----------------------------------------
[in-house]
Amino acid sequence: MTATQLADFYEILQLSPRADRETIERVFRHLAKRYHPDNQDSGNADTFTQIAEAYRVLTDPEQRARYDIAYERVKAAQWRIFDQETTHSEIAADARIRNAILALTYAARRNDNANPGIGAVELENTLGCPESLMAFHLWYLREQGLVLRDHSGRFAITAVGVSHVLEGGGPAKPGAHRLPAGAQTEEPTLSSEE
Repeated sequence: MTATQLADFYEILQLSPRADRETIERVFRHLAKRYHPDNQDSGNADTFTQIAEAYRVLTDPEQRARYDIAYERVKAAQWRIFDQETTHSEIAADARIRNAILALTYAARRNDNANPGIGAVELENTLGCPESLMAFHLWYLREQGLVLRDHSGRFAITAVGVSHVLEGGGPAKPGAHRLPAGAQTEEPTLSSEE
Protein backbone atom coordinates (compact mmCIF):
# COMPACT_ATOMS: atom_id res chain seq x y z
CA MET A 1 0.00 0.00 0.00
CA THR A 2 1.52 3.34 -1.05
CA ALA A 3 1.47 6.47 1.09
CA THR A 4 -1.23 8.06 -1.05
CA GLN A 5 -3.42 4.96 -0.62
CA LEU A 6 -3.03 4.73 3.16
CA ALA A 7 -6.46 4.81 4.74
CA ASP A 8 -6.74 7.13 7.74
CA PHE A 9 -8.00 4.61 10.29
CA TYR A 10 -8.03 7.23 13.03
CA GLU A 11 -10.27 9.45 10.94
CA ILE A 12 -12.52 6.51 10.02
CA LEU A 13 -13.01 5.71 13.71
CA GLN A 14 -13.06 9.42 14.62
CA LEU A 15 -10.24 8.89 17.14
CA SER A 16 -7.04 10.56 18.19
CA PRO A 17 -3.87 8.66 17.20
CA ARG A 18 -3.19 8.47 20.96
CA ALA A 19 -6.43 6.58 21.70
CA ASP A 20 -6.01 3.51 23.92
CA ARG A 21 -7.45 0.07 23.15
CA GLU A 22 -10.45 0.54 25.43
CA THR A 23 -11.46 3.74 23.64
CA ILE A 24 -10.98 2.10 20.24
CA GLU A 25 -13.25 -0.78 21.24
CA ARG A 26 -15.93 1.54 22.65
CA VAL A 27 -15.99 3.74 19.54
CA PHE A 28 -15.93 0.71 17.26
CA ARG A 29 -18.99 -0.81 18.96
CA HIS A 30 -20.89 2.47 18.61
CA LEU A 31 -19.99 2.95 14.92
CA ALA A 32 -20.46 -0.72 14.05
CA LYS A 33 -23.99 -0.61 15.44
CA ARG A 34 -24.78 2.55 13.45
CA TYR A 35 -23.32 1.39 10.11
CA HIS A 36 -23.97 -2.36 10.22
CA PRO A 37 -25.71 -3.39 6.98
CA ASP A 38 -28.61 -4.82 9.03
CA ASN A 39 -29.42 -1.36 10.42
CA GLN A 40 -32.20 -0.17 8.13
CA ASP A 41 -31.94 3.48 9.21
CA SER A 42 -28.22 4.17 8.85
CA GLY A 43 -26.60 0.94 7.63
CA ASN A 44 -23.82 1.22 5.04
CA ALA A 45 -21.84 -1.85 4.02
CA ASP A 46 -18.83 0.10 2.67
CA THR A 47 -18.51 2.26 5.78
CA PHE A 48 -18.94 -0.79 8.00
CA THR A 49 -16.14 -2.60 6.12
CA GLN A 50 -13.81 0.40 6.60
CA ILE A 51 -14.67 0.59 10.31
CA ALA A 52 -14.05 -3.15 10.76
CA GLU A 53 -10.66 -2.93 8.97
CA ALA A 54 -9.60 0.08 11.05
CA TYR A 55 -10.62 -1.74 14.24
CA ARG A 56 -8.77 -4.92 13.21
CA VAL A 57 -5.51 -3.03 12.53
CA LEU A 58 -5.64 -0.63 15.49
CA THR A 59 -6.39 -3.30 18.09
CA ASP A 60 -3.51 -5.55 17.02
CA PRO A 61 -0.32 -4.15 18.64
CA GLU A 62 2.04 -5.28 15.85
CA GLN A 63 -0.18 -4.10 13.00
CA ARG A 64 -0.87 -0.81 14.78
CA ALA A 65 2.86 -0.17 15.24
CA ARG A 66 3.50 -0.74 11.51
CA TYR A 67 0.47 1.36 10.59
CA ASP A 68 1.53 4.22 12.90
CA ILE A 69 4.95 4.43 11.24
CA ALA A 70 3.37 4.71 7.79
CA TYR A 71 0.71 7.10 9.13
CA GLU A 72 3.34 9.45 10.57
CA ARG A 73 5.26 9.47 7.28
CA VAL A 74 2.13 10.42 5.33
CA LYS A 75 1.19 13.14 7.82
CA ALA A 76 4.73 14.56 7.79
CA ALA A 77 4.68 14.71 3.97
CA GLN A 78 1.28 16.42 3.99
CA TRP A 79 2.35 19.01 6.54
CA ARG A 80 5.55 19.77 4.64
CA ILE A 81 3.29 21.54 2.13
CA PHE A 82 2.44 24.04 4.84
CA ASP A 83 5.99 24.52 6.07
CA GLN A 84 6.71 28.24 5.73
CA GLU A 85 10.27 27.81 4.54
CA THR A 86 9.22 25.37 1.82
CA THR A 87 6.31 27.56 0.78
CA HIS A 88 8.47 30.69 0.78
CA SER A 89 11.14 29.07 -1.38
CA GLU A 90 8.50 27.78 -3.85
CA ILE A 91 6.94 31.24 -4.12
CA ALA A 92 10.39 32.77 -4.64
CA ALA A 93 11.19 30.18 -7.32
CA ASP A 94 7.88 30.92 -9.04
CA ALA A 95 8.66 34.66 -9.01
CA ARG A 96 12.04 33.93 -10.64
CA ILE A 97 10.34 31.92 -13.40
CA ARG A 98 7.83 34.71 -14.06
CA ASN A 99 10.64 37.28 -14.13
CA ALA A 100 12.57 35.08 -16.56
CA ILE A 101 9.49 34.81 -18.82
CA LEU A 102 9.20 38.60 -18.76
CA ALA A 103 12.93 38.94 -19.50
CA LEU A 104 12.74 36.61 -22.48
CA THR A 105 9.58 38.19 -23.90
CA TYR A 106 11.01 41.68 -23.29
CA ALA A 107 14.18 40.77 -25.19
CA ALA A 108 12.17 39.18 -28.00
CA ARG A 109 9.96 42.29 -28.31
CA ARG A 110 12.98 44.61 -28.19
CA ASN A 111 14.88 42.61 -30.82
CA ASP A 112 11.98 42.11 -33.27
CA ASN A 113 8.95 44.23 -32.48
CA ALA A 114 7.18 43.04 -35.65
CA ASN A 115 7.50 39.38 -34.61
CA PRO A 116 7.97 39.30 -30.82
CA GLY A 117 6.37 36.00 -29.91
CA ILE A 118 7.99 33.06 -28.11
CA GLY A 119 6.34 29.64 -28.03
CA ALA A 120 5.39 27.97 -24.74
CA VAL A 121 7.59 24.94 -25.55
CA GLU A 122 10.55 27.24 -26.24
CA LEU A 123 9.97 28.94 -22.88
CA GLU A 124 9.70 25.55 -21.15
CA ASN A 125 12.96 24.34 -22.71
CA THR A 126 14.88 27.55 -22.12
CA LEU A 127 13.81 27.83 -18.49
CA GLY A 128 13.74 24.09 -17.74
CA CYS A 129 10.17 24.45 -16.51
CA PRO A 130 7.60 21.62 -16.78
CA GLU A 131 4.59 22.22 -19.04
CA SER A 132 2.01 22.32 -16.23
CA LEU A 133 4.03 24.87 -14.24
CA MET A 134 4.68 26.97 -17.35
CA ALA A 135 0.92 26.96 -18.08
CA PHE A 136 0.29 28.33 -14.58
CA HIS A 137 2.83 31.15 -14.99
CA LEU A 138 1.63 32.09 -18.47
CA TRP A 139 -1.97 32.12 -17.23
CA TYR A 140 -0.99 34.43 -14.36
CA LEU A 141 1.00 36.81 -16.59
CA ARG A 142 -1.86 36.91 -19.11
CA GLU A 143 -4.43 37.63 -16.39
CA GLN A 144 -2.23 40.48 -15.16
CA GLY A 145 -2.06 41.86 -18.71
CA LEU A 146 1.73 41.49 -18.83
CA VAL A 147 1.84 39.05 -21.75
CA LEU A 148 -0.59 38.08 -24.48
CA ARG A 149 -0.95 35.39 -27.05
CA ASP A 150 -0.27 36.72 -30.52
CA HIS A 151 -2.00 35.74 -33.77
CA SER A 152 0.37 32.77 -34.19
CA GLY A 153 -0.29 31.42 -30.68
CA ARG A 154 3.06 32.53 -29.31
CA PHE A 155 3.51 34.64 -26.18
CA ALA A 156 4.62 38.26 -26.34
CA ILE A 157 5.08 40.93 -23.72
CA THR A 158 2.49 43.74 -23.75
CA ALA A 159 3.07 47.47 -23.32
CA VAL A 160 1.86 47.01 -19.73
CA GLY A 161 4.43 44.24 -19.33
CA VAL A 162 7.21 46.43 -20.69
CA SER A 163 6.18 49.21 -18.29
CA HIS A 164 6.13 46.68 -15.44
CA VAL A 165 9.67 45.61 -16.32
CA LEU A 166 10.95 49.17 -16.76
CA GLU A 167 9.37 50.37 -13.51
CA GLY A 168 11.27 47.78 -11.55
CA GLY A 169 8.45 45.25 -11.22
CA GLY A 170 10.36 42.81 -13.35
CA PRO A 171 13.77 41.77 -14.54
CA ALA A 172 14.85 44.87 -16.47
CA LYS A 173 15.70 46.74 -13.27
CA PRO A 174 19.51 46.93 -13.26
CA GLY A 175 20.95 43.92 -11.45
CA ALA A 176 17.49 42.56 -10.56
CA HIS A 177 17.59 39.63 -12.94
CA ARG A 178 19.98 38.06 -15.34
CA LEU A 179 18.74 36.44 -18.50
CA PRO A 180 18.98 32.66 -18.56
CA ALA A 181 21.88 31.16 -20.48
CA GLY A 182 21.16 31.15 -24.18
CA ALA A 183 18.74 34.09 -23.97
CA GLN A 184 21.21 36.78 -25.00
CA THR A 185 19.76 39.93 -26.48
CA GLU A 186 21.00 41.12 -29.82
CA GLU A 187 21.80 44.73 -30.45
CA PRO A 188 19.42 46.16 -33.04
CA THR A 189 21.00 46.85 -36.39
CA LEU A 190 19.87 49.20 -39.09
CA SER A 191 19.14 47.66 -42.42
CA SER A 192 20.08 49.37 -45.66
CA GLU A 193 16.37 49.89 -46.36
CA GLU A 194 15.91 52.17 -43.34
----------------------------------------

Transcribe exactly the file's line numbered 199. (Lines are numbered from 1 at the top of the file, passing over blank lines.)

CA GLU A 194 15.91 52.17 -43.34